Giving to Yale

Natural Histories: Ryan Laemel ’14

Ryan Laemel ’14

Ryan Laemel ’14 grew up in Orange, Connecticut, just a few miles from Yale. He often visited New Haven with his grandfather, who encouraged Ryan to think about Yale as a place to learn about the wider world. “When I was about ten, I sat with my grandfather in the Peabody Museum’s Great Hall of Dinosaurs,” Laemel says. “I remember him saying, ‘I hope that one day you get the chance to experience first-hand just how remarkable this place really is.’”

Years later, Ryan accepted an offer of admission to Yale, along with a scholarship from the Yale Club of New Haven. The award was presented during a ceremony at the Peabody.

For Ryan, it was an emotional day. “My grandfather didn’t live to see me enter Yale, but he inspired me to cherish every moment at this school,” he says.

I chose to attend Yale because:

There were three reasons. First was the grass. I doubt many people list grass as a reason to attend one of the most prestigious universities in the world, but Yale does a great job integrating itself into both the city fabric and the natural world. Now that I live here, I really appreciate Yale’s balance between natural and urban environments.

Second (and more conventionally!), I chose Yale for its incredible resources and opportunities. Third, I chose Yale for its intelligent, diverse, and welcoming community. Yale historian George W. Pierson got it right when he wrote, “Yale is at once a tradition, a company of scholars, a society of friends.” The Yale community is comprised of many types of individuals, all of whom bring with them a unique story, boundless enthusiasm, and a desire to help their classmates and the larger world.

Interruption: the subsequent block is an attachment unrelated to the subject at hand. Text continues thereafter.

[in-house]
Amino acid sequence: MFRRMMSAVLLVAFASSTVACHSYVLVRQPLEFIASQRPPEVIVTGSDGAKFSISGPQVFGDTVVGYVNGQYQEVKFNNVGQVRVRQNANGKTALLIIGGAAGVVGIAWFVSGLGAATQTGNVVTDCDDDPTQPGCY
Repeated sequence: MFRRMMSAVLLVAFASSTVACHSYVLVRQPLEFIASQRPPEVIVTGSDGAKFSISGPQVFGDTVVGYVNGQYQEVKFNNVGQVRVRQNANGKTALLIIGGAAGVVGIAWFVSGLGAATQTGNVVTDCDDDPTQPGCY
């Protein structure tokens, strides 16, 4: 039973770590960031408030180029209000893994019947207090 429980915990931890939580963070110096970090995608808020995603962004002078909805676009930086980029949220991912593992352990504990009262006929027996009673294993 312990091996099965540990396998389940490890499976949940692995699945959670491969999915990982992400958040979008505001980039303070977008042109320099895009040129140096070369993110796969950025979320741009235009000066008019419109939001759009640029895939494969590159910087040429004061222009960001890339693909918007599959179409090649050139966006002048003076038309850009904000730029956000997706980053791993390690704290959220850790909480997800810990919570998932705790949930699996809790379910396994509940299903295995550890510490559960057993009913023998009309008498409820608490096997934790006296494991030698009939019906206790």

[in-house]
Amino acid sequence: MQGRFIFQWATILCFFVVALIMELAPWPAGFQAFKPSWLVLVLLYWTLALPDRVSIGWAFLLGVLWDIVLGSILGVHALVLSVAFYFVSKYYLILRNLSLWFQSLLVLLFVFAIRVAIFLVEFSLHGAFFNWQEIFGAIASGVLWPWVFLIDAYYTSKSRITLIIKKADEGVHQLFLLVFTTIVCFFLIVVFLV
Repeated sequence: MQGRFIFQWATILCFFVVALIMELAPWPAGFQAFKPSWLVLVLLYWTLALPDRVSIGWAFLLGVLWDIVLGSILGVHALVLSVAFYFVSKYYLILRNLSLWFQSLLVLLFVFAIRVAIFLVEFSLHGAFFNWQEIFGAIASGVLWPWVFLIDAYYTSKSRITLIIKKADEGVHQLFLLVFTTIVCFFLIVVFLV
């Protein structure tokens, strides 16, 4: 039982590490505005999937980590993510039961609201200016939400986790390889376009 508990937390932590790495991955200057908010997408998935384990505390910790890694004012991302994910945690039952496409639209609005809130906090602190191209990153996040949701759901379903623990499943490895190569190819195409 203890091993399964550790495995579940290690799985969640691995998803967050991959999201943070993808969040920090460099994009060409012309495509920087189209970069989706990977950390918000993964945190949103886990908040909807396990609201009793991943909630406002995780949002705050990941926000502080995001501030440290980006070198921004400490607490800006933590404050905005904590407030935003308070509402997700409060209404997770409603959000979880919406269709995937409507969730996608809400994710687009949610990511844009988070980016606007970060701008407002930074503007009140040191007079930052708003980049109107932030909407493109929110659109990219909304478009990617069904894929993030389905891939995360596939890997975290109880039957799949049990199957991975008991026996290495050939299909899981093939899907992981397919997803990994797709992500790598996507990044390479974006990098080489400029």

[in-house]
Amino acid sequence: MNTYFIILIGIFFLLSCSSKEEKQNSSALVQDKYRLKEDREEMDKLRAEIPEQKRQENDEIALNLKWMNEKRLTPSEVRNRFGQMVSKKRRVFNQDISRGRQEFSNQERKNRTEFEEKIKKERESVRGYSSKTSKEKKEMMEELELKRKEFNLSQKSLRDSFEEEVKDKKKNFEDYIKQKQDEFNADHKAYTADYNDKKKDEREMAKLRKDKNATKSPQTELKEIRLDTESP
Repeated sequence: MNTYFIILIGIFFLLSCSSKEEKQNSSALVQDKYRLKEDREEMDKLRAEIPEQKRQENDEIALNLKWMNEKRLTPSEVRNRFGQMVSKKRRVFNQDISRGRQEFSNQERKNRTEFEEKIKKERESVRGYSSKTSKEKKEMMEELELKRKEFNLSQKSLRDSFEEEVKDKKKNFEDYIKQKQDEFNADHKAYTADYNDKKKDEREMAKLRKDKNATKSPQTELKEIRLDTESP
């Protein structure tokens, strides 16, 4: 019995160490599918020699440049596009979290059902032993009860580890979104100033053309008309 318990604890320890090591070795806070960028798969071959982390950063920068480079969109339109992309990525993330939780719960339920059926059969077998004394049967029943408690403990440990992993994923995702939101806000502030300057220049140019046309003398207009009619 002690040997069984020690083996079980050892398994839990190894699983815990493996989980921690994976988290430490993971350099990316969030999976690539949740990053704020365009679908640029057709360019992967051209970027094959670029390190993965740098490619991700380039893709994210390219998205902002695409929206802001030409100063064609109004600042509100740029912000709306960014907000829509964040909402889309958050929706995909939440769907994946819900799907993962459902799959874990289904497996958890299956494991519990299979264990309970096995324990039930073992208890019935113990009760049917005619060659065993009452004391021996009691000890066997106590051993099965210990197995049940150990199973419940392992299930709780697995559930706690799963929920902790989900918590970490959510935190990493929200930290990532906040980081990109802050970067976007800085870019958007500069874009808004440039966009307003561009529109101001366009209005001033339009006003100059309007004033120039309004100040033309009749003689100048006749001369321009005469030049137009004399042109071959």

My long-term goal is to study the relationships between our society, the environment, and climate change.

My major:

Coming into my junior year, I declared a major in Geology & Geophysics. But I spent my first two years at Yale exploring a number of subjects, finding light and truth in anything from architecture to nature writing. For a long time, I thought I would major in English.

Then, to fulfill a science requirement, I took G&G 100: Natural Disasters with Professor David Bercovici, then chair of the Geology & Geophysics department. In G&G 100, we explored the evolution of the solar system, plate tectonics, animal and human life, and many other topics. I fell in love with the earth sciences, especially the geology and geophysics side, and at the end of the term I changed my major.

This past summer I worked in Professor David Evans’ paleogeography lab, where I studied historical geography and how our earth looked millions and even billions of years ago. Geology & Geophysics has been extremely welcoming, helpful, and thought provoking, and I am extremely grateful for being part of such an incredible department. My long-term goal is to study the relationships between our society, the environment, and climate change.

My favorite course:

My favorite course so far is ENGL 121: Nature Writing with John Loge, an English professor and dean of Timothy Dwight College (Go Lions!). In nature writing, I learned to use the natural world as a medium to express my convictions and construct an engaging personal narrative. I think it is extremely important to be able to write clearly, concisely, and purposefully, and my classmates and I learned how to do this over the course of the semester.

My development as a nature writer has played an important role in shaping my science writing, too. In science writing, studies and data can be difficult to comprehend. Nature writing has taught me to keep my audience in mind and to craft my prose in an elegant and accessible way. One day, I hope to use the writing skills I acquired in ENGL 121 as a nature writer, as well as an environmental lawyer or politician. I would love to publish a compilation of nature writing narratives that capture our world’s changing climate.